2. Provide the necessary instructions. Clearly explain the steps that students will need to follow to complete the task, explain the materials they have to work with, provide any necessary instructions or guidelines, and make note of any safety concerns. Make sure that students understand what they are expected to do and how they will be evaluated. This may include modeling all or part of the task.
The main task
Once the students understand the ideas at play in the task and the instructions, they can begin the main task. As in nearly all aspects of an MBI unit, we recommend students engage in tasks as part of their consistent groups. While student groups are working on the task, it is important that the teacher moves around to each group to help push students' use of the science ideas to make sense of the data being generated or analyzed. The questions we ask are called back pocket questions. They are 'back pocket' because they are constructed before the lesson begins and can be written on an index card you can carry around in your back pocket to remember. We recommend preparing three types of questions:
Helping students get started
What do we think was inside the soda can before we turned it upside down in the water? Why?
Let’s start by talking about what we think may be happening inside the soda an we used for the demonstration about the science.
What will your experiment tell us about the tanker?
When you say “pressure”, what do you mean?
Can you say more?
Do you all agree? Why?
What makes you think that?
Finally, after the groups have finished the task and cleaned up, we take time for collective sensemaking. Individual groups have been working together to make sense of the data through the lens of the science idea at play. Now it's time to coordinate those ideas across groups so the groups can learn from each other. Our goal here is to help students see broad trends or patterns of data across the groups, to connect these data to the science ideas at play, and to connect the science ideas to the explanation of the phenomenon. There are three parts to this whole class discussion:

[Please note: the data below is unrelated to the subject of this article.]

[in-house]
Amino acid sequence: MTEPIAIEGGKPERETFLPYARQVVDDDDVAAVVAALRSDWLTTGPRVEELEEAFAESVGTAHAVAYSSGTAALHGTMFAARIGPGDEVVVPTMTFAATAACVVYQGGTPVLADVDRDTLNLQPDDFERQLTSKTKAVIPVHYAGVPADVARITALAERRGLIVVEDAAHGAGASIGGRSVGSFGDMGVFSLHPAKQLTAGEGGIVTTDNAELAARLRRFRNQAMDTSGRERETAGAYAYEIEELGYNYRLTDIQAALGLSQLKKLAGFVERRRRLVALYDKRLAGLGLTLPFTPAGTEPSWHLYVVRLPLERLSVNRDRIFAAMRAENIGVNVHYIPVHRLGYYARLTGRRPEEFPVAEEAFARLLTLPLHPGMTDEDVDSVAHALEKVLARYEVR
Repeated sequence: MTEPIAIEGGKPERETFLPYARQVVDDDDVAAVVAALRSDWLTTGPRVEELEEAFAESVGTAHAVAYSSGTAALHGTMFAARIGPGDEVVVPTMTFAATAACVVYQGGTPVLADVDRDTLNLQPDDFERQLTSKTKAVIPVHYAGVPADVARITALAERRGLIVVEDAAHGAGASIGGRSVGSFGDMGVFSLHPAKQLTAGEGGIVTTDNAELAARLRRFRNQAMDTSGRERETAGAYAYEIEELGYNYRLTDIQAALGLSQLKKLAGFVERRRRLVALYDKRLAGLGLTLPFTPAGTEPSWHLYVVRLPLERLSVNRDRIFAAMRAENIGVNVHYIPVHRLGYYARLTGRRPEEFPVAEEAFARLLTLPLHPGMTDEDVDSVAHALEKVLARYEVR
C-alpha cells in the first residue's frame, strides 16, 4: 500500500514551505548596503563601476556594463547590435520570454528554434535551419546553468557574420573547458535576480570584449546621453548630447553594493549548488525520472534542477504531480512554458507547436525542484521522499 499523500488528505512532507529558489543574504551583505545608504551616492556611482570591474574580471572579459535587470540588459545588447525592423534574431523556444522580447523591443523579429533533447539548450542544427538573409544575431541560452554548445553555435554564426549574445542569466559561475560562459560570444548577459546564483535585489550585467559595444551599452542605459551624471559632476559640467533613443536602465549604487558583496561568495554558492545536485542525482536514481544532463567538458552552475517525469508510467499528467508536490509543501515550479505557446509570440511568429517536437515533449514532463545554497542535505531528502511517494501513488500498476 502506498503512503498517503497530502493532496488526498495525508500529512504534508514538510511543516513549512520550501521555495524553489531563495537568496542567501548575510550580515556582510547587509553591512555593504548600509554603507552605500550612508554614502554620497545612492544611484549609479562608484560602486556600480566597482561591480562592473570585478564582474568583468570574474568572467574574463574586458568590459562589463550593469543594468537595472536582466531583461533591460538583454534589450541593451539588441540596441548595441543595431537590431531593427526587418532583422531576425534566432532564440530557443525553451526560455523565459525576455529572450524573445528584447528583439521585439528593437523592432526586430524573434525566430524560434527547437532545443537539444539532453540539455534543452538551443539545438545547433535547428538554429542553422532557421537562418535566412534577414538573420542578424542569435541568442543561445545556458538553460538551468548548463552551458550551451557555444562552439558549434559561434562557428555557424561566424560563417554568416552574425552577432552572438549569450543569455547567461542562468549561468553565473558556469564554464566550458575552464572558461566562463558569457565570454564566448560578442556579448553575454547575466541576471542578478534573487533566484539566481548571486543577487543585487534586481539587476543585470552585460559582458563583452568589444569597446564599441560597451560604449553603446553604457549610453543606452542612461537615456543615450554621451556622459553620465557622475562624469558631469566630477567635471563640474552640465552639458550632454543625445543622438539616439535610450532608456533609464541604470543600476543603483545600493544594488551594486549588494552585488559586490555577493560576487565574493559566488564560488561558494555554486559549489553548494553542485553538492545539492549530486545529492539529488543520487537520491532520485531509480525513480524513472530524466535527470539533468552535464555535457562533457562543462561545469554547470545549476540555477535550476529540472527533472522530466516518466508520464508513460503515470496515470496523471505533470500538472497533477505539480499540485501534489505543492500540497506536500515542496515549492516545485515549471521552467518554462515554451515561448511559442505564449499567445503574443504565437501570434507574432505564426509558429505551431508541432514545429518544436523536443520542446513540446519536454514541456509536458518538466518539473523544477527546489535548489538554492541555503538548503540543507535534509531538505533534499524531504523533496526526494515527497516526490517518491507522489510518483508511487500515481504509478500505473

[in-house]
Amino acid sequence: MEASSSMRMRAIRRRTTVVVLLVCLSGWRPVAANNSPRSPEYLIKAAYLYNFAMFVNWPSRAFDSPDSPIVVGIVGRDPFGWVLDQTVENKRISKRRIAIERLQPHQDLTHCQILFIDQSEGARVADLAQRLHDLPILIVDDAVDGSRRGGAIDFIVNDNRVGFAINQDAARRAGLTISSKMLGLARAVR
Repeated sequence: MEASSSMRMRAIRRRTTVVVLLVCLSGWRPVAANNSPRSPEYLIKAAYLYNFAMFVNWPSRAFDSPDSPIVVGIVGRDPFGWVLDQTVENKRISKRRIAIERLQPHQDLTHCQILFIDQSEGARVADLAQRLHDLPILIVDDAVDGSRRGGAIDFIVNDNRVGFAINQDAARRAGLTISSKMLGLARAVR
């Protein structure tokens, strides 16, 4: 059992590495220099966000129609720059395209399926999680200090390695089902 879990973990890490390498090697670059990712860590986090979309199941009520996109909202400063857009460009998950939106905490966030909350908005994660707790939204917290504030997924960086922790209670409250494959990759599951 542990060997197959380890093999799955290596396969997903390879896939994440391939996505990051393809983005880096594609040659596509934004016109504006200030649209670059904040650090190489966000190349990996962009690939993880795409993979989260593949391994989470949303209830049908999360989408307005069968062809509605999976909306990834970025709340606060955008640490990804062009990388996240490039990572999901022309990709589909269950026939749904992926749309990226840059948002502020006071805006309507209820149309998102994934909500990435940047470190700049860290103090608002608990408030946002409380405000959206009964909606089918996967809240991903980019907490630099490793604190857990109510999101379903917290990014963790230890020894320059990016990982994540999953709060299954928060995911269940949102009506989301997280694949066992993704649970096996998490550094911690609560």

Patterns or trends - what happened in the activity?
What do we think caused these patterns or observations?
How does this help us think about our anchoring phenomenon?
Adding to the summary table
Finally, we end each lesson by filling out the summary table. Summary tables are tools that 1) scaffold the construction of consensus statements about what was learned during the task and how it relates to the phenomenon, and 2) keep track of our new understandings over time as we build an explanation of the anchoring phenomenon. As you use summary tables, we recommend the following:
Leave it up throughout the unit. You never know when it will be helpful.
Do not use bullet points! Complete sentences (1-2) only.
Have small groups summarize in complete sentences first.
If helpful, have someone else write as you facilitate.
Use sentence stems: “Natural selection is…”
Remember, the object of the summary table work is not to fill in the row as quickly and decisively as possible. The purpose is to have a sustained conversation in which students compare and contrast ideas, learn how to build on or critique their peers’ reasoning, and apply new science ideas to events that go beyond the activity itself.